Ah, but which ebook episode would I bundle? And would Amazon even allow it when the print and ebook versions aren’t exactly the same?
It was around my third cup of coffee this morning that I had a better thought, at least I hope it is. What if I leave the ebook episodes as they are and simply create one, single omnibus edition of the whole story? As an ebook, it won’t matter that Innerscape is huge, and so long as it’s clearly labelled as an ‘omnibus’ edition, there should be no confusion…
Or would an omnibus ebook simply add to the existing confusion?
I seriously don’t know any more. I really, really need some feedback on this one. And please don’t hold back out of kindness. If I get this wrong, complete strangers are going to be much less diplomatic than any of you. 😦
Apologies for the misleading title – I haven’t killed off Innerscape. The post mortem is actually about the lessons I learned while publishing Innerscape last year. You thought it all went smoothly, didn’t you? -sound of maniacal laughter-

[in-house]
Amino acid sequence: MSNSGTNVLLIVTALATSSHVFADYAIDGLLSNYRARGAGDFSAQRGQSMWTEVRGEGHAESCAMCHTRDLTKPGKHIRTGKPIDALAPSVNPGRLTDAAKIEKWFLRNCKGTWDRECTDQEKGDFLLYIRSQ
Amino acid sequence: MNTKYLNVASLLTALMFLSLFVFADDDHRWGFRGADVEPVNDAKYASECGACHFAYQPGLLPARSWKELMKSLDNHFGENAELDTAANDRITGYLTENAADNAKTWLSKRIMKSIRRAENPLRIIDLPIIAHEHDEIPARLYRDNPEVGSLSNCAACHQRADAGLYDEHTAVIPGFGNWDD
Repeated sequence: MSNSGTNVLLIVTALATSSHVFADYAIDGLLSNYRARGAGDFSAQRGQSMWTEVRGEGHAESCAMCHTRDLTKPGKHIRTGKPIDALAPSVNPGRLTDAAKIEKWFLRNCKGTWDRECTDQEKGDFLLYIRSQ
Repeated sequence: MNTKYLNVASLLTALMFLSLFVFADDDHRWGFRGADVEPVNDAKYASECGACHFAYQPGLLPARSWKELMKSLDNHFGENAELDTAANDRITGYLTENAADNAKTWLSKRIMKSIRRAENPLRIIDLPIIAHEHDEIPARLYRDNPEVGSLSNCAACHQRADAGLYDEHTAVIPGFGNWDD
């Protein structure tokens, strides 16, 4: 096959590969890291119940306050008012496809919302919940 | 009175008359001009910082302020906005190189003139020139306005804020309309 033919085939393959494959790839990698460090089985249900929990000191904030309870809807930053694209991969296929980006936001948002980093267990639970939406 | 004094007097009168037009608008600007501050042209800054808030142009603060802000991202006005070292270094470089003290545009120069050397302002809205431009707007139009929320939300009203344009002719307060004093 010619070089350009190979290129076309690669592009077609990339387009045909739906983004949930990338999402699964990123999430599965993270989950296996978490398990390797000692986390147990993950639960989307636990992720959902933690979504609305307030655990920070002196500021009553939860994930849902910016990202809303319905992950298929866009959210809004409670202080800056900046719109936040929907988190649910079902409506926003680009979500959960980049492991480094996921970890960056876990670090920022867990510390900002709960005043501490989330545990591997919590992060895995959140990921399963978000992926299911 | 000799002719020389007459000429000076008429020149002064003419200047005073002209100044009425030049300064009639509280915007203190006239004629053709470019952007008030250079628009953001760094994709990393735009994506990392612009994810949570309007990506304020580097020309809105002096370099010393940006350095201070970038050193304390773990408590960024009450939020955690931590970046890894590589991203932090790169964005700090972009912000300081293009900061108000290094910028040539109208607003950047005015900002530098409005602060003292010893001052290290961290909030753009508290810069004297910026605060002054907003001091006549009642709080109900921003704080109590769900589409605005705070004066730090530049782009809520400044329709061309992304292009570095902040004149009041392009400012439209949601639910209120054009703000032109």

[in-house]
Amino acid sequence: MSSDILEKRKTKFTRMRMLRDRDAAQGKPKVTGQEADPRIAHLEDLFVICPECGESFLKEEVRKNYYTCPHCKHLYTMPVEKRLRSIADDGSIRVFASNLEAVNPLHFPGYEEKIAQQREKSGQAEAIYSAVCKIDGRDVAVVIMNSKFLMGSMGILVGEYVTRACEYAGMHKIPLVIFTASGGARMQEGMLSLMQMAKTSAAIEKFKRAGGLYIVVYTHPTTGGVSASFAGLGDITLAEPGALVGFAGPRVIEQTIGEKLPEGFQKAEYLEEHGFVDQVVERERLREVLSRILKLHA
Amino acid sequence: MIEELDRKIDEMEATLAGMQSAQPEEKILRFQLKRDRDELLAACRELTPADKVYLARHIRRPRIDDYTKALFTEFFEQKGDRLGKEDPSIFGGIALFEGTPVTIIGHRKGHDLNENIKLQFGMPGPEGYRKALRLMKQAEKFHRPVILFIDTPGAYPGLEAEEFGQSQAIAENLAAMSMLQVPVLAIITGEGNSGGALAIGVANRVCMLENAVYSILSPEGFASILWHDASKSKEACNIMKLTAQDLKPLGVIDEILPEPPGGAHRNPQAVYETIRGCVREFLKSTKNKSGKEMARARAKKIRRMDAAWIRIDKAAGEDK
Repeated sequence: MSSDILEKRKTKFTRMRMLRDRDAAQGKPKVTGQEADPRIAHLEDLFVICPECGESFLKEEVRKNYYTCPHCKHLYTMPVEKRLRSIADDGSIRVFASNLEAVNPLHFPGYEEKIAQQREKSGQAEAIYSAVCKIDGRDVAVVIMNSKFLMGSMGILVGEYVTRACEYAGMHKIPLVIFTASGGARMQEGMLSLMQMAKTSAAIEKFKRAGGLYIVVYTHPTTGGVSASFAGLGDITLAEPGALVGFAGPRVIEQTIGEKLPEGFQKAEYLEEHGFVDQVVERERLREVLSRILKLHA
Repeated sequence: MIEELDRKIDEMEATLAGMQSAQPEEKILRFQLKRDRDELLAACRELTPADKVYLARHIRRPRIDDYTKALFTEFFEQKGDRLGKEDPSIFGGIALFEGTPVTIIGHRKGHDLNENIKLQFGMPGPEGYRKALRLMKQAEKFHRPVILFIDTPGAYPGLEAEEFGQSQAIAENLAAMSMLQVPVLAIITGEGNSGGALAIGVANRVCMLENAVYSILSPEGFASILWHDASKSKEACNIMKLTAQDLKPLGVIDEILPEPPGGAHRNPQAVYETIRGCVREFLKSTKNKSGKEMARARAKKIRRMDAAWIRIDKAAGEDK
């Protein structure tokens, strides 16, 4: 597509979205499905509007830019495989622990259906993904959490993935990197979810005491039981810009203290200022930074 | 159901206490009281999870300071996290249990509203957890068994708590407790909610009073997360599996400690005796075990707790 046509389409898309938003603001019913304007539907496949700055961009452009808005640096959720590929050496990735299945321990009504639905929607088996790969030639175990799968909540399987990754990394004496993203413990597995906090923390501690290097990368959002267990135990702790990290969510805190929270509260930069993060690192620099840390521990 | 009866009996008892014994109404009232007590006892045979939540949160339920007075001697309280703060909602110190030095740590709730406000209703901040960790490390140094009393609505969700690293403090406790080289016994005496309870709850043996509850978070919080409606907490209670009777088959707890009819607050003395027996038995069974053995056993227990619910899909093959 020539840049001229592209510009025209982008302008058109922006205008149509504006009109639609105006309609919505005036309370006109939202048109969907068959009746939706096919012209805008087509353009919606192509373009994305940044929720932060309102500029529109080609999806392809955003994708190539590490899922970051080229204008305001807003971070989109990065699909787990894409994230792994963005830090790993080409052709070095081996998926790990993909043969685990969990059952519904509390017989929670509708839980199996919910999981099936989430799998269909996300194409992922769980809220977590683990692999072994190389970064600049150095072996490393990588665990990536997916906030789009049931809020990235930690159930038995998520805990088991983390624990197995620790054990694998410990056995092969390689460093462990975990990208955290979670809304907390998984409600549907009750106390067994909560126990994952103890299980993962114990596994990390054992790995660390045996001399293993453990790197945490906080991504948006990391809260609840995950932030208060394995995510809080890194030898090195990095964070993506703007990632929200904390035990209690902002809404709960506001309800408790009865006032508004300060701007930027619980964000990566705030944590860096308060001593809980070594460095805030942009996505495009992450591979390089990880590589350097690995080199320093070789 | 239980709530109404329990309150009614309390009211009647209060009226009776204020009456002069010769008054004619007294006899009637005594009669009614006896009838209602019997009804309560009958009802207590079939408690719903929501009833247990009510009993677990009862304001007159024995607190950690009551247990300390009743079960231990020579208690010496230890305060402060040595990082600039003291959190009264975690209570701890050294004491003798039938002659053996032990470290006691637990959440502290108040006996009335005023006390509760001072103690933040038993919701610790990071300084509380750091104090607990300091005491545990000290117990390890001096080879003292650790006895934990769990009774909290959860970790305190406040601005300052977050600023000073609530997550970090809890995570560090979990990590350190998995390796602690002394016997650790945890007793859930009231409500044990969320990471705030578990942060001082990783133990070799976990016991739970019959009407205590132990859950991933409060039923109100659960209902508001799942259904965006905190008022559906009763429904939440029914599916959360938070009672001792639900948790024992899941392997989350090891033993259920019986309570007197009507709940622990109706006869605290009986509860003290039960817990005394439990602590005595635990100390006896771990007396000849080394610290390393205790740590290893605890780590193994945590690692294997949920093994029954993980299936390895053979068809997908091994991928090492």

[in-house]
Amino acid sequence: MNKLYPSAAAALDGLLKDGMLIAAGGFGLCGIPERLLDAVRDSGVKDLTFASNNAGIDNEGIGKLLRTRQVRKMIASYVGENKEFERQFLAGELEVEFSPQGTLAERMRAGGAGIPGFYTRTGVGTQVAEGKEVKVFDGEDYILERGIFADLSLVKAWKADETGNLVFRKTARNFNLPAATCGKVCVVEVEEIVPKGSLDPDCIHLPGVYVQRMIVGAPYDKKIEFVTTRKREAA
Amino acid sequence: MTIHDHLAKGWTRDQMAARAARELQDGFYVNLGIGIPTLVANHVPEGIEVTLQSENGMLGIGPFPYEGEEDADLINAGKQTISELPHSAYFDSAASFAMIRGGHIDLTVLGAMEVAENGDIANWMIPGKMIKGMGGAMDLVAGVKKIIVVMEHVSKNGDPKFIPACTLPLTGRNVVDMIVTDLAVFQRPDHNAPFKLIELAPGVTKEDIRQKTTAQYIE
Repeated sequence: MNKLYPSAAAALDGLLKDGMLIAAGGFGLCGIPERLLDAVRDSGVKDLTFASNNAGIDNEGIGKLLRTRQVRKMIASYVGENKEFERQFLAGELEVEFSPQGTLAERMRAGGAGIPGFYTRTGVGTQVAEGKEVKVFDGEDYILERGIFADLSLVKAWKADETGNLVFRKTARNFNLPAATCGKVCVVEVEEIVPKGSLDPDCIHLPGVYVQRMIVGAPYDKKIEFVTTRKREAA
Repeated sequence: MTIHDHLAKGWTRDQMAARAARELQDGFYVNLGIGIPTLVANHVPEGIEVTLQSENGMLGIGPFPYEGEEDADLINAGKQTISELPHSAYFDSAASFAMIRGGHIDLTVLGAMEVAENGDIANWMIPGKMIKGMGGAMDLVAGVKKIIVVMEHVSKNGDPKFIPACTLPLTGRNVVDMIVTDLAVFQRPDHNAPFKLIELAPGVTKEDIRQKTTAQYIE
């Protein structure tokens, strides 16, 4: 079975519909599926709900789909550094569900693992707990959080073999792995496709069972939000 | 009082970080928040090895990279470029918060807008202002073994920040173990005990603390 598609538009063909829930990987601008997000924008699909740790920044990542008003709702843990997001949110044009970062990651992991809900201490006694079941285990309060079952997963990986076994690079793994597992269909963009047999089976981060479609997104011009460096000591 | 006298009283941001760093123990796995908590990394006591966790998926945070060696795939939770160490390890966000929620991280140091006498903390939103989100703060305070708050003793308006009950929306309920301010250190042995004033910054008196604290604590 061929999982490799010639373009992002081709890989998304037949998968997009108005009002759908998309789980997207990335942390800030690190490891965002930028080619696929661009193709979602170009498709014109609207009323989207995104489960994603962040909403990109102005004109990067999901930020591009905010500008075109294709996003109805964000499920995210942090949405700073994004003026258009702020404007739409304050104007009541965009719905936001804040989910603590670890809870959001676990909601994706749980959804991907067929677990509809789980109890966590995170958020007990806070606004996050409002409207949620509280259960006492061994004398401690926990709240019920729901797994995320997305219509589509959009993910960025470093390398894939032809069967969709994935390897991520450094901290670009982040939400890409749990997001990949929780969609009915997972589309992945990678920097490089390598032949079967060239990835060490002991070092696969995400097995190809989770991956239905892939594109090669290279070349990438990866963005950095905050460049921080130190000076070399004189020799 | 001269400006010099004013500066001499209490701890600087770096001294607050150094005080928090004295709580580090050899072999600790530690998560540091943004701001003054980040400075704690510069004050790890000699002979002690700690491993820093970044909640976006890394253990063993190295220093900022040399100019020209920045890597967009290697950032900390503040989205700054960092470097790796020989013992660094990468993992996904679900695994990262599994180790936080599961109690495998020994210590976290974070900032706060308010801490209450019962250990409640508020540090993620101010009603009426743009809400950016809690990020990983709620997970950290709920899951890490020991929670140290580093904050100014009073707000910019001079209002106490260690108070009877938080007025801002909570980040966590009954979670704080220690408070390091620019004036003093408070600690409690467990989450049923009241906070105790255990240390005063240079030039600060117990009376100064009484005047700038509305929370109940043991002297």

This is a must read article for both Indie authors and readers alike.
Why? Because these scammers are gaming the Amazon ranking system, which hurts authors. But by clogging up the Top 100 lists with bullshit books, they’re also:
a) tricking readers into wasting their money or
b) making it even harder for readers to find good books to read.
If you have not been a victim of one of these scammers, you’re lucky. I bought what I thought was a classic Alfred Bester sci-fi novel only to discover it was a ‘study guide’ masquerading as the actual book. I was…not pleased. Believe me when I say these bastards are getting away with small scale fraud a million times a day!
Please read the article, and if you’re convinced this is a bad thing, make a noise because it’s time the silent majority sent a message to Amazon that this is not good enough!